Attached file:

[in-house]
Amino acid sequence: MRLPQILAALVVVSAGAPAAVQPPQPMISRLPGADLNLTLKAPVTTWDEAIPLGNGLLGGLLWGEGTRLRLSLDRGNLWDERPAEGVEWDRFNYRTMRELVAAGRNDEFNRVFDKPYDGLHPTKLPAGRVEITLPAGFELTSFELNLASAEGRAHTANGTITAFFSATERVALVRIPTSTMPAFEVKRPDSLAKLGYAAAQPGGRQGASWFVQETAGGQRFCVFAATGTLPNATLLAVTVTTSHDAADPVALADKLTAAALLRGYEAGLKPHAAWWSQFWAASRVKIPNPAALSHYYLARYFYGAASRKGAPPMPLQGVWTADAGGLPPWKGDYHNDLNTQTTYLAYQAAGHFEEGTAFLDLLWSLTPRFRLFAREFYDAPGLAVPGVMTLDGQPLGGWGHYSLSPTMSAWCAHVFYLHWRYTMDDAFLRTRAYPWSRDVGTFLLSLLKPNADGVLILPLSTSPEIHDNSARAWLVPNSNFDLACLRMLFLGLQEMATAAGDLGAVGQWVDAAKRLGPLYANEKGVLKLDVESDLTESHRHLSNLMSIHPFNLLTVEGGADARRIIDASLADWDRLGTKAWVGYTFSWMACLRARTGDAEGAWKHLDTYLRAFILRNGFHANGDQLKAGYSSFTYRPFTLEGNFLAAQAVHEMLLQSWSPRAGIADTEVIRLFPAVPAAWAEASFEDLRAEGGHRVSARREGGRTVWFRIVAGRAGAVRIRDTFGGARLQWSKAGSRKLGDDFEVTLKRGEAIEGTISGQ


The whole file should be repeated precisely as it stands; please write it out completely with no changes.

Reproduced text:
[in-house]
Amino acid sequence: MRLPQILAALVVVSAGAPAAVQPPQPMISRLPGADLNLTLKAPVTTWDEAIPLGNGLLGGLLWGEGTRLRLSLDRGNLWDERPAEGVEWDRFNYRTMRELVAAGRNDEFNRVFDKPYDGLHPTKLPAGRVEITLPAGFELTSFELNLASAEGRAHTANGTITAFFSATERVALVRIPTSTMPAFEVKRPDSLAKLGYAAAQPGGRQGASWFVQETAGGQRFCVFAATGTLPNATLLAVTVTTSHDAADPVALADKLTAAALLRGYEAGLKPHAAWWSQFWAASRVKIPNPAALSHYYLARYFYGAASRKGAPPMPLQGVWTADAGGLPPWKGDYHNDLNTQTTYLAYQAAGHFEEGTAFLDLLWSLTPRFRLFAREFYDAPGLAVPGVMTLDGQPLGGWGHYSLSPTMSAWCAHVFYLHWRYTMDDAFLRTRAYPWSRDVGTFLLSLLKPNADGVLILPLSTSPEIHDNSARAWLVPNSNFDLACLRMLFLGLQEMATAAGDLGAVGQWVDAAKRLGPLYANEKGVLKLDVESDLTESHRHLSNLMSIHPFNLLTVEGGADARRIIDASLADWDRLGTKAWVGYTFSWMACLRARTGDAEGAWKHLDTYLRAFILRNGFHANGDQLKAGYSSFTYRPFTLEGNFLAAQAVHEMLLQSWSPRAGIADTEVIRLFPAVPAAWAEASFEDLRAEGGHRVSARREGGRTVWFRIVAGRAGAVRIRDTFGGARLQWSKAGSRKLGDDFEVTLKRGEAIEGTISGQ